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RE: Request for clarification on Canonical XML

From: John Boyer <JBoyer@PureEdge.com>
Date: Tue, 29 Jul 2003 12:44:27 -0700
Message-ID: <7874BFCCD289A645B5CE3935769F0B5245366A@tigger.pureedge.com>
To: "Martin Duerst" <duerst@w3.org>, "Joseph Reagle" <reagle@w3.org>, <w3c-ietf-xmldsig@w3.org>
Cc: <w3c-i18n-ig@w3.org>, <w3c-rdfcore-wg@w3.org>, "Peter F. \" Patel-Schneider" <pfps@research.bell-labs.com>

Hi Martin and others,

Whether the c14n spec is "incorrect or needs further qualification" regarding this character sequence issue is debatable to me.  It depends somewhat on the connotation of 'further qualification', which in the sentence comes across as 'almost incorrect' or 'partly mistaken'.

There is nothing mistaken about what c14n does.  It produces a canonical form for XML. Canonicalization in general is about picking one specific way of doing everything.  Regarding encoding, we picked one way: UTF-8.  We made this choice in part because encoding is part of the definition of XML 1.0 according to the Recommendation itself, so we wanted to pick one way of doing it.  We chose UTF-8 because it was the most supported encoding, as guaranteed by XML 1.0 itself.  We also made this choice because we wanted as a requirement be able to use the output of a canonicalizer as the input to a canonicalizer, thereby allowing statements like c14n(doc)==c14n(c14n(doc)).

Right now, you are discussing the use of other encodings because it is logically equivalent in your application context yet more efficient to do so, not because there is anything incorrect, in whole or in part, with the method by which the current c14n achieves its primary goal.

The fact that comparison of the UTF-16 encoding of an XML document might be equivalent to the UTF-8 encoding is an implementation detail.  As long as the implementer can guarantee that what they are doing is completely equivalent within the application context to comparing the results produced by C14N, then the implementer can choose to implement in this fashion.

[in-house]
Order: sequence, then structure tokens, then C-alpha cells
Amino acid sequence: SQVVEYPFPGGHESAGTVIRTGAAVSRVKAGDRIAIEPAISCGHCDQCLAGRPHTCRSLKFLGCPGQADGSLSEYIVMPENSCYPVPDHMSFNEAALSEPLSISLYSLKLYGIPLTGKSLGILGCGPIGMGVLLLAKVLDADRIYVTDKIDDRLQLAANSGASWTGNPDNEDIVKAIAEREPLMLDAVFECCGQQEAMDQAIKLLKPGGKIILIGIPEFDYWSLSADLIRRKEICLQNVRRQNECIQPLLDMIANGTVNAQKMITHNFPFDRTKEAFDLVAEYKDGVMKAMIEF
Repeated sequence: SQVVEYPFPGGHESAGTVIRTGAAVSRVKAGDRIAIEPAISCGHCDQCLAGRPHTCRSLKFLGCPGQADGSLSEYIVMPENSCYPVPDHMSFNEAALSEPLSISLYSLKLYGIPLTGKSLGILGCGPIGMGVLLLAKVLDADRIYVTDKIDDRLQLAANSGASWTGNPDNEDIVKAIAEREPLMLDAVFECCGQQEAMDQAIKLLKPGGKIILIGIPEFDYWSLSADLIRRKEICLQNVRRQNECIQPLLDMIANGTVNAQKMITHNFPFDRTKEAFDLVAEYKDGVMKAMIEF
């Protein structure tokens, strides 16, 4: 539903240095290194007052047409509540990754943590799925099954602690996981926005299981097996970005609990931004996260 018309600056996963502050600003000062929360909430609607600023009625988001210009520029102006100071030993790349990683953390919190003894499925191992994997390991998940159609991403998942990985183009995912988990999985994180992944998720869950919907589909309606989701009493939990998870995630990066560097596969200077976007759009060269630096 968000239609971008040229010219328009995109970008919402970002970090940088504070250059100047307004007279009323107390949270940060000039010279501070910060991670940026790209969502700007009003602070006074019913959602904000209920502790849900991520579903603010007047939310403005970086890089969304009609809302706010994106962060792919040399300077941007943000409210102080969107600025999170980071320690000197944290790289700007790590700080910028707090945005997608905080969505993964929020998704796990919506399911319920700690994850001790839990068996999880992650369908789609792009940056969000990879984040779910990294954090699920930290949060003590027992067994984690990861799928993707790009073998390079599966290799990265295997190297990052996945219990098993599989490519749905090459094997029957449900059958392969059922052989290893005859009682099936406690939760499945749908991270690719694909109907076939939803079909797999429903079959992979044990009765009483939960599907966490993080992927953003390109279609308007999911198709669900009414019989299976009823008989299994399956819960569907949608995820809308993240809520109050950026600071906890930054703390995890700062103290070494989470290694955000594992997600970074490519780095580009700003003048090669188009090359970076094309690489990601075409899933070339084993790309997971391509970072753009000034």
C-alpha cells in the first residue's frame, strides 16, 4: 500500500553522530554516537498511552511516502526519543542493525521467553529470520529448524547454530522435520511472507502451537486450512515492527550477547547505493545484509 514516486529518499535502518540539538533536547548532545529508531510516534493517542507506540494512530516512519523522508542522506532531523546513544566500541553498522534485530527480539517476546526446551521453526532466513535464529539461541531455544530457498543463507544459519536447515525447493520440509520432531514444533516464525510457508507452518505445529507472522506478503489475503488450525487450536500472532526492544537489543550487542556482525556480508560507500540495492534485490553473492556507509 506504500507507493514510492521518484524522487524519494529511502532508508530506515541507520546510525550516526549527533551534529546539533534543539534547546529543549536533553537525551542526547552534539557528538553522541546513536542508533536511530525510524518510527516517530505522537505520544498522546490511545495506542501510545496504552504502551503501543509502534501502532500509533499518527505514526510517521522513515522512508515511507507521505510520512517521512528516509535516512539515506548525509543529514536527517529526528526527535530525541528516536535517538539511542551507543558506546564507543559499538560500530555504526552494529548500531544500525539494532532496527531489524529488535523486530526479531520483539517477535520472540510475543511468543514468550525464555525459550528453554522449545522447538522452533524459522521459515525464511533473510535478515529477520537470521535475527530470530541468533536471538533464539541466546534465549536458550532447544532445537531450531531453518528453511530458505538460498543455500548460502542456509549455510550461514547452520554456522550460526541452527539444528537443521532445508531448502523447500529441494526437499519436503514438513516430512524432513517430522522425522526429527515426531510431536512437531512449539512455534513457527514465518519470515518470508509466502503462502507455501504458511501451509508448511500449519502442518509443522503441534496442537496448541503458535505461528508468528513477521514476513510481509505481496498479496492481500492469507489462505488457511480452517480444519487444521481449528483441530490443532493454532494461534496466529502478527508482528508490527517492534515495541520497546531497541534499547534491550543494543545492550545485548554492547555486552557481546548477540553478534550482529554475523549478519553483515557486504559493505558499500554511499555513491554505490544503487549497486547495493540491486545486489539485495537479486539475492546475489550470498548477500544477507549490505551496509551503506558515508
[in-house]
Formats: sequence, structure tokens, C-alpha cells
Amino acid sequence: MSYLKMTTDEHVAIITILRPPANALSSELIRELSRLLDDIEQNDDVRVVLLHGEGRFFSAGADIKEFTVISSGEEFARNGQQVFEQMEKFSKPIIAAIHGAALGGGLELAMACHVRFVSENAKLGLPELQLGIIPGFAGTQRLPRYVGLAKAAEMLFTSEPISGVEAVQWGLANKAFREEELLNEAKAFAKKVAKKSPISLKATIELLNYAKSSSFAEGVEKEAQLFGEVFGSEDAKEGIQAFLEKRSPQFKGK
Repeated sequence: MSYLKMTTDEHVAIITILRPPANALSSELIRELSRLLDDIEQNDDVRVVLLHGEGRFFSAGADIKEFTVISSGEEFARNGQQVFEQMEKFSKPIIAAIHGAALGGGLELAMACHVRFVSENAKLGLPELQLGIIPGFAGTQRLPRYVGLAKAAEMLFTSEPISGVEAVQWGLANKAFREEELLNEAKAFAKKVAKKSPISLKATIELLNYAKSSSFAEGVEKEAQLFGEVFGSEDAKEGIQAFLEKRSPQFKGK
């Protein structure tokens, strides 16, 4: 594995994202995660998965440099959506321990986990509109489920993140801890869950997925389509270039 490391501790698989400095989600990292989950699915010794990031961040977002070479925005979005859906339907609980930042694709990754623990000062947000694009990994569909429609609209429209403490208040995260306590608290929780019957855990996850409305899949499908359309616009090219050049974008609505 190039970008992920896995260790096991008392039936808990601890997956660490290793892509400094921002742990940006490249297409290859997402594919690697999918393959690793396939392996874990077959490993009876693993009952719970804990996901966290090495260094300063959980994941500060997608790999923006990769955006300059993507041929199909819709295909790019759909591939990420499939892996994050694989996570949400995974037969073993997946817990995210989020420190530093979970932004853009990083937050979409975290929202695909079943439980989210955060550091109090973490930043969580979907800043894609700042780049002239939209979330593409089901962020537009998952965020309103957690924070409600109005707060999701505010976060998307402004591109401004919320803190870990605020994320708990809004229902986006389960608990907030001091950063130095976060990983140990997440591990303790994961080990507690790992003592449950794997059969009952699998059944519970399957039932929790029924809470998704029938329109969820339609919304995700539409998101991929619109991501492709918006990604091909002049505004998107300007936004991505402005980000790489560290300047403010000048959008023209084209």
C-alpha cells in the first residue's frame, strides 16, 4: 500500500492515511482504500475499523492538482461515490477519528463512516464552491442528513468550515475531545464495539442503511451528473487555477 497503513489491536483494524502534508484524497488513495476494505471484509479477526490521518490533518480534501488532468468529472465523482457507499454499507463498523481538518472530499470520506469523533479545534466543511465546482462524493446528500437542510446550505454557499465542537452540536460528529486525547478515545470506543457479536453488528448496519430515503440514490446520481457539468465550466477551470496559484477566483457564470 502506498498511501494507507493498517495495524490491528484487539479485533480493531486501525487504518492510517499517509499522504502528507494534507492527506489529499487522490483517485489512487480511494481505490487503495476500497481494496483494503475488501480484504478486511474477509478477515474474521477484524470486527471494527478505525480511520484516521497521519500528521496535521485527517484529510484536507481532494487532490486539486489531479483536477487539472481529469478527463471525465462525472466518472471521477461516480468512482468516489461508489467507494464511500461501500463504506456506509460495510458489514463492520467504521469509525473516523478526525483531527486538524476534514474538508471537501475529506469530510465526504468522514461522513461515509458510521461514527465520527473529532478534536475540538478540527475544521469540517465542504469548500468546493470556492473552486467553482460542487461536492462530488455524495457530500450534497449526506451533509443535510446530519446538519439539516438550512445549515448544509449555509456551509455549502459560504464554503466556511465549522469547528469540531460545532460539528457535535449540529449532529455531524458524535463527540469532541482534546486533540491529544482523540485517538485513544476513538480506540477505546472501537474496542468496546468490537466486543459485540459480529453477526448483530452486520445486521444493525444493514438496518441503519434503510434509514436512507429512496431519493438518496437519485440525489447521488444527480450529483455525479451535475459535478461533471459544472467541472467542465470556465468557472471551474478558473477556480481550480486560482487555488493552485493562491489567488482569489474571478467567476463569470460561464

John Boyer, Ph.D.
Senior Product Architect and Research Scientist
PureEdge Solutions Inc.

-----Original Message-----
From: Martin Duerst [mailto:duerst@w3.org]
Sent: Monday, July 28, 2003 10:53 AM
To: Joseph Reagle; w3c-ietf-xmldsig@w3.org
Cc: w3c-i18n-ig@w3.org; w3c-rdfcore-wg@w3.org; Peter F. "
Subject: Re: Request for clarification on Canonical XML

At 11:35 03/07/28 -0400, Joseph Reagle wrote:

>On Thursday 24 July 2003 16:04, Martin Duerst wrote:
> > The canonical form of an XML document is physical representation of the
> > document produced by the method described in this specification. The
> > changes are summarized in the following list:
>Hi Martin, had this issue come up while we were writing the spec I'm
>confident we could have provided the clarity, or maybe even an additional
>definition of a "canonical character sequence form" as Graham suggested,
>that you are seeking.

I'm not seeking the addition of a new definition. I don't think it would
be appropriate to add new definitions without starting a new WD-REC
cycle, and I don't think this is important enough to do this.

>However, I think it would be inappropriate to do such
>a definition now, and I'm not sure how to even add a "note" as an erratum.
>It doesn't quite fit into "a Caveat where subsequent experience has shown
>that a recommendation of the specification was incorrect or needs further
>qualification." [1]

I guess it comes sufficiently close, the 'further qualification'
seems quite adequate.

>I don't object to the spirit of your text, and have tweaked it below:
>Note: Canonical XML is an octet sequence resulting from characters, from the
>UCS character domain, encoded in UTF-8. This is necessary for the purposes
>of XML Signature and other applications. However, some applications may
>require a canonical form of XML that is a sequence of characters, without
>concern for its encoding and representation as octets. As an example, it
>may be appropriate to choose UTF-16 rather than UTF-8 as the encoding of an
>API in a programming language using UTF-16 to represent Unicode strings,
>such as Java or Python. In such cases, applications are not prohibited from
>defining and using a canonical character sequence that corresponds to the
>characters of a Canonical XML instance.

The current text is slightly problematic because it says 'without concern
for its encoding' and then goes straight on to mention UTF-16. UTF-16
indeed does not deal with octets, but it is still an encoding.
Also, this version of the text doesn't mention abstract modeling anymore.
It might also be better to replace 'may require' with 'may be better
served with'.

Regards,    Martin.

>I'm not sure if this is any better, and I'm not confident it should be an
>erratum, but perhaps you could use this thread in your discussions with
>others about whether the octet representation is really needed?
>[1] http://www.w3.org/2001/03/C14N-errata
Received on Tuesday, 29 July 2003 15:44:34 UTC

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